8.   According to the Census Bureau's Current Population Survey, the average foreign, non-citizen in the US, is older, rents their home and makes less money than the average American.  But, more importantly, this survey also shows that the majority of non-citizens are NOT single, young men looking for work.  The statistics show that there are millions of women and children that are part of this demographic, which accounts for the escalating welfare rolls as the household income cannot support these numbers.
9.   The Congressional Budget Office estimates that half of illegal immigrants pay taxes.   While this certainly indicates that not all illegal immigrants are a drain on our tax revenue, doubtlessly the other half that don't pay any local, state or federal taxes do add to the burden of other tax-payers.  Someone has to make up the deficit, and we are feeling the pinch on our wallets!
10.  The Center for American Progress (a "Progressive" think tank) purports that an additional $1.4 trillion could be added to our GDP if the "pathway to citizenship" could be streamlined.   I agree .... IF .... there is a comprehensive effort to reduce welfare spending, which is totally out of control!  The standards for receiving welfare benefits have been lowered, and it is quite obvious in my local community that people who are quite capable of buying bread, milk, and frozen pizzas are not suffering any great financial hardship.  They are simply taking advantage of a slipshod system that offers "free" food.  I'm all for offering aid to those who truly need a helping hand, but when the EBT card comes out of a wallet and purse that costs several times more than what I've ever owned, then something is definitely wrong!
     Bottom line to this whole controversy is the necessity to dramatically reform our current immigration policy.  I'm not too confident that it will be done equitably or fairly for all; politics and votes play too large a part in any kind of compromise or meaningful revamping.  But I do know this:  our economy is suffering and we must come up with a solution that affords us national security, skilled workers, and an end to the welfare state.  We cannot continue in our current direction or we will find ourselves in a financial abyss.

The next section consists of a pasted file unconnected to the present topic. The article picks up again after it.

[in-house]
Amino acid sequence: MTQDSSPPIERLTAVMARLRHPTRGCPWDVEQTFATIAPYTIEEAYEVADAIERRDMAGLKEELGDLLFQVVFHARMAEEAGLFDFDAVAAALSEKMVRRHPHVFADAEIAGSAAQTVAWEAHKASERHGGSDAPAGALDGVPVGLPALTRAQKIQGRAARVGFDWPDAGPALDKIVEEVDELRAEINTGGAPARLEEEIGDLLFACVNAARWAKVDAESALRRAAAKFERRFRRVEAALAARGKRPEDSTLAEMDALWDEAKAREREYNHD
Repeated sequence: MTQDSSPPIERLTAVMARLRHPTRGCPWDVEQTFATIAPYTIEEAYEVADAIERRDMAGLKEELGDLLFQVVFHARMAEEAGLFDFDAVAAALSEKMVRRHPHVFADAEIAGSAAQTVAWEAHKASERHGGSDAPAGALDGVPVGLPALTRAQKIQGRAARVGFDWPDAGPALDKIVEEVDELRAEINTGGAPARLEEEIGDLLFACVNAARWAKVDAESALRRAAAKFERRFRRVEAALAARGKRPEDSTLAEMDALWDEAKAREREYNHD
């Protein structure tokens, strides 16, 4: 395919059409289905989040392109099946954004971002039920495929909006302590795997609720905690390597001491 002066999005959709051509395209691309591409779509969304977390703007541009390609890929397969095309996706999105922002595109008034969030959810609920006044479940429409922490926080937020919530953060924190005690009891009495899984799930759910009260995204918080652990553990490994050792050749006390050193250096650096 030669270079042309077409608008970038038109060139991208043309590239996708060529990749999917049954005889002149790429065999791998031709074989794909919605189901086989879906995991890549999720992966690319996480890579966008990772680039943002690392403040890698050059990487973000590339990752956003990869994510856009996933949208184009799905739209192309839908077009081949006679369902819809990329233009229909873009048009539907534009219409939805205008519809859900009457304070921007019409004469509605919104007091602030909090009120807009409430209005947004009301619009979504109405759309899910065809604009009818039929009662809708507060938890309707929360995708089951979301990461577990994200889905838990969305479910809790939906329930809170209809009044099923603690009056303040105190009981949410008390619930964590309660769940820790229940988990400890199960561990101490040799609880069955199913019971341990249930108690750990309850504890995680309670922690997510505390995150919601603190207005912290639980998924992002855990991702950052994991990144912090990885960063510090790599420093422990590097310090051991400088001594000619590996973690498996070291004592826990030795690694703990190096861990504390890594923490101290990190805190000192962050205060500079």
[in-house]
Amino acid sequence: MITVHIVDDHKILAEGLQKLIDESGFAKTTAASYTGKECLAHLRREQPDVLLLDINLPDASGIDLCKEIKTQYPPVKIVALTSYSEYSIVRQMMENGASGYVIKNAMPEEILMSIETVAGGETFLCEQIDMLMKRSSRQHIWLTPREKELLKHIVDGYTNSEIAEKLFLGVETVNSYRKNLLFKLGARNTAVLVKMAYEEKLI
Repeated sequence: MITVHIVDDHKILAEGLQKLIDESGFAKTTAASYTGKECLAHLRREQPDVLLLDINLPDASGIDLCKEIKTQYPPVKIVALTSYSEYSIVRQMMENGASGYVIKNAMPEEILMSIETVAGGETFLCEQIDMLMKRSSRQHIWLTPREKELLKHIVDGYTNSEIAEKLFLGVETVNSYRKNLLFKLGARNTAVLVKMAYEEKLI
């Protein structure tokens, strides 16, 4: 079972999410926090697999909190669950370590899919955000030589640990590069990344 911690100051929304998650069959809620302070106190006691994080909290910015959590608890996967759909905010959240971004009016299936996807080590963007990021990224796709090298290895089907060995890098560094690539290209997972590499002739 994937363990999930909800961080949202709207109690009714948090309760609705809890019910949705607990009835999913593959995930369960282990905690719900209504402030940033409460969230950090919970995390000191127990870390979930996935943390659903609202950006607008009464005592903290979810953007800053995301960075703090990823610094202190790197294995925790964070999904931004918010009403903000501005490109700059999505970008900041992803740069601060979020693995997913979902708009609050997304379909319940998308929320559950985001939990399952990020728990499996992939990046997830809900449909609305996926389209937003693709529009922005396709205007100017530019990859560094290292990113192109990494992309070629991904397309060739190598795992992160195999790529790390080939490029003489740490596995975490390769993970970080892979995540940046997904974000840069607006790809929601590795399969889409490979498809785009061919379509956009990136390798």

Titus 3:14      "Our people must learn to devote themselves to doing what is good, in order to provide for urgent needs and not live unproductive lives."


2 comments:

  1. If you have ever looked at Mexico's immigration policy you will know that it's very strict. They don't want anyone who cannot support themselves. You must prove you have at least $1900.00 dollars per month income (single person).
    Here in California welfare abuse is out of control. I try not to grocery shop on the 1st of the month but yesterday it was unavoidable. The store was full of young Mexican families, many with 2 or 3 shopping carts packed with junk food and out pops the EBT card to pay for it. Everyone I saw looked healthy enough to have a job. They all had expensive cell phones in their hands. Does it make me angry of course. I'm trying to figure out how to buy everything we need for the month on a very limited budget.
    I know someone will think I'm being racist I'm not. My husband of 31 years is Mexican. He came to this country legally when he was 15. He has worked hard his whole life. He believed in the "American Dream" and American values.
    People who are truly needy and cannot take care of themselves should receive help, but welfare should not become a career choice. Welfare is not compassion it's just another form of slavery.

    JM

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    1. People like you and your husband should be testifying before Congress, although I doubt it would make any difference since this issue is more about politically power than it is about a pathway to citizenship. Living in South Texas, I share your experience at the grocery store, and I'm sure many, if not most, of these people have good paying jobs. But our misguided government has made it too easy to qualify, and no one has pride anymore. Thank you for sharing your heartfelt testimony!